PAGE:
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Taiwan’s main opposition party is a “pro-US” stabilising presence amid heightened cross-strait tensions between Beijing and Taipei, its chairman said on Monday during a visit to Washington as the group reopened its representative office here after 13 years.
Eric Chu, chairman of the Kuomintang (KMT), sought to counter what he described as a mischaracterization of his party’s aims in remarks delivered as part of his 11-day tour of the US.
“We are mislabelled by some people or some media saying we are [a] pro-China party. It’s totally wrong,” Chu said in a speech at the Brookings Institution. “We are [a] pro-US party, forever. Since we inaugurated the party … in power or in opposition, we are the party [that is] pro-US, close to the US, pro-democracy and pro-peace.”
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Chu’s messaging in Washington came as the KMT struggles to reassert its past prominence, having lost in Taiwan’s last two presidential elections in 2016 and 2020 to the Democratic Progressive Party (DPP), led by Tsai Ing-wen.
Since winning the party chairmanship in October, Chu, a former vice-premier and mayor, has been viewed as trying to raise the KMT’s profile ahead of Taiwan’s 2024 elections while tensions between Beijing and Washington over the island run higher and deeper.
Chu’s visit was timed to coincide with the recent reopening of the KMT’s representative office in Washington following a 13-year absence. The office shut in 2008 when Ma Ying-jeou of the KMT became the island’s leader, a decision reportedly made to lower the party’s profile in the US and engage Beijing as part of Ma’s more conciliatory approach to Beijing.
On Monday, Chu sought to position the KMT as providing a stabilising presence amid the tensions.
“During this pivotal and crucial era, what is our decision and choice?” Chu asked. “If we want to be the flashpoint, some tragedy may happen. If we want to be the stabiliser of the world, I think it’s good news for the world.”
Chu said Taiwan could “maintain” its role as a key supplier for semiconductors, an allusion to the outsize influence of chip makers like Taiwan Semiconductor Manufacturing Company.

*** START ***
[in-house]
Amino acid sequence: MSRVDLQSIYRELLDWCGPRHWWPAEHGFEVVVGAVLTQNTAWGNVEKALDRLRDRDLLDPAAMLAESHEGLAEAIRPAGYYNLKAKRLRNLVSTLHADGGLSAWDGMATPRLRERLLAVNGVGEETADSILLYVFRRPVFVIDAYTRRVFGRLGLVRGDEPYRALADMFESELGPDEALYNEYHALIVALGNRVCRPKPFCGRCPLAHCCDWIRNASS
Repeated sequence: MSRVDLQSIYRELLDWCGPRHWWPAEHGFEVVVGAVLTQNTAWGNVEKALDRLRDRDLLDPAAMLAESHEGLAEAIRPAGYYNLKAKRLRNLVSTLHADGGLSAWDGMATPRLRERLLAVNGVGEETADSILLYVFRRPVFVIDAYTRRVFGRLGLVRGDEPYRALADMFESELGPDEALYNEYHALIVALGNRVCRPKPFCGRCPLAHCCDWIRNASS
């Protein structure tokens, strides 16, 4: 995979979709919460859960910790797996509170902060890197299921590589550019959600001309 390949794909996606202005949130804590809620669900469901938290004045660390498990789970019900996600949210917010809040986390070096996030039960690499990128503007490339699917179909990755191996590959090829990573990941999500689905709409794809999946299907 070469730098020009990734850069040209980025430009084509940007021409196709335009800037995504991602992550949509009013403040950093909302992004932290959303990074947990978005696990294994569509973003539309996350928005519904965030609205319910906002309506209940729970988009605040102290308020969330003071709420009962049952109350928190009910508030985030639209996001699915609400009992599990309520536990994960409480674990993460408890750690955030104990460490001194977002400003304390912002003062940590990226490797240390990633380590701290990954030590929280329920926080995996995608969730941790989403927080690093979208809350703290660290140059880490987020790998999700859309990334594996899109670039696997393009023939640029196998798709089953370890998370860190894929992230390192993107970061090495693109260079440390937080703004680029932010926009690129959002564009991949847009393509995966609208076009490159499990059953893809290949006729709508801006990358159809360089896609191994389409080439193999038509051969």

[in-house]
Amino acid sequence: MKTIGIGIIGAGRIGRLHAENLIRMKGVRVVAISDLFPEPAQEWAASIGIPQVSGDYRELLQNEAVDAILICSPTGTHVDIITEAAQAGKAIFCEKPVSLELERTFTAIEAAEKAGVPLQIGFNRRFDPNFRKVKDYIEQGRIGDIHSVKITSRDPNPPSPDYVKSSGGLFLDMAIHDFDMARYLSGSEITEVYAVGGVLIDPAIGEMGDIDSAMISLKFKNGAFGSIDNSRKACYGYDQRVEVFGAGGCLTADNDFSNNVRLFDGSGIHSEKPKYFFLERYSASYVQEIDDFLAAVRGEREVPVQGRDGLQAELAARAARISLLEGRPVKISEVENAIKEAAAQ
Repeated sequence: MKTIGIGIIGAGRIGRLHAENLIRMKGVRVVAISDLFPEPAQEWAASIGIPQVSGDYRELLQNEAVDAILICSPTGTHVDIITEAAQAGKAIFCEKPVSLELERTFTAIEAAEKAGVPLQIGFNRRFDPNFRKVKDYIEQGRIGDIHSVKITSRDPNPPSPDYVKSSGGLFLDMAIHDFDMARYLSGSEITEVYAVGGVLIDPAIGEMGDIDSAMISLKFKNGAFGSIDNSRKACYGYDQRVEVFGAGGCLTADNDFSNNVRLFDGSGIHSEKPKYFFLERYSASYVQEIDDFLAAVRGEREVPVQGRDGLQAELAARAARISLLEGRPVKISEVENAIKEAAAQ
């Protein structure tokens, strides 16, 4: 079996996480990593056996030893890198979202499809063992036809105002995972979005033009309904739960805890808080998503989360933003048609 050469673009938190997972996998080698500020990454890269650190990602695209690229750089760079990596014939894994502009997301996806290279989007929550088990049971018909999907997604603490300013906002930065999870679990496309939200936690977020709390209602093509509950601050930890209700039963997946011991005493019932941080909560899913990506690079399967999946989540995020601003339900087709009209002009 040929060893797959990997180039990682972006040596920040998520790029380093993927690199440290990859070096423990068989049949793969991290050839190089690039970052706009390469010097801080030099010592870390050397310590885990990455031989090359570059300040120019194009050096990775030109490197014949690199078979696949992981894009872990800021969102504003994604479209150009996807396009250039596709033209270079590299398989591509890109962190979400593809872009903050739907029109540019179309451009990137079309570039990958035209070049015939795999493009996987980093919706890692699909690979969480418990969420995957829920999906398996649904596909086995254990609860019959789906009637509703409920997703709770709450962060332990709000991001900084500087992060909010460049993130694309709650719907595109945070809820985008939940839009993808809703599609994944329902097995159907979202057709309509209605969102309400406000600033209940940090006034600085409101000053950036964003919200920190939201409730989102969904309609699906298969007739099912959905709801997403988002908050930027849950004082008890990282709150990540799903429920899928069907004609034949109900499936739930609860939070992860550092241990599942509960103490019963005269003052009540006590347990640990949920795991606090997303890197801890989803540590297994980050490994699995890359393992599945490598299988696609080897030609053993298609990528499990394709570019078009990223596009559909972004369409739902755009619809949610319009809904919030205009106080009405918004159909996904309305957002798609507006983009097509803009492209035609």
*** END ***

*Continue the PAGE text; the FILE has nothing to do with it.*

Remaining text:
He also stated his hope that Taiwan would join the Indo-Pacific Economic Framework (IPEF), a US-led initiative widely seen as an effort to counter China’s influence in the Asia-Pacific region. This follows the US Trade Representative Office’s launch of a bilateral economic and trade initiative between US and Taiwan last week.
The self-ruled island operates Taipei Economic and Cultural Representative Offices from the US and elsewhere. Meanwhile, Beijing has continued to pressure countries to cut official diplomatic ties with Taiwan.
The KMT delegation led by Chu will hold closed-door meetings with officials in US President Joe Biden’s administration as well as members of Congress and think tanks.
While stressing a desire for greater engagement with the US, Chu on Monday emphasised a long-time KMT stance of expressing hope for a resumption of cross-strait dialogue. Beijing suspended the talks after Tsai’s election in 2016.
That “principled engagement”, Chu said, amounts to “threat reduction and crisis management” with Beijing. He identified self-defence as “the number one” priority for achieving peace and stability.
“A strong defence and liberal coalition are required [and are] indispensable for this region’s security,” he said.
The KMT governed mainland China before losing a civil war to China’s Communist Party and fleeing to Taiwan. The party traditionally favours closer ties with Beijing than the DPP and has struggled in recent years to regain popularity since Tsai’s two election wins. Beijing regards the DPP as independence-leaning and sees Taiwan as a breakaway province, vowing to take the island under its control by force, if necessary.
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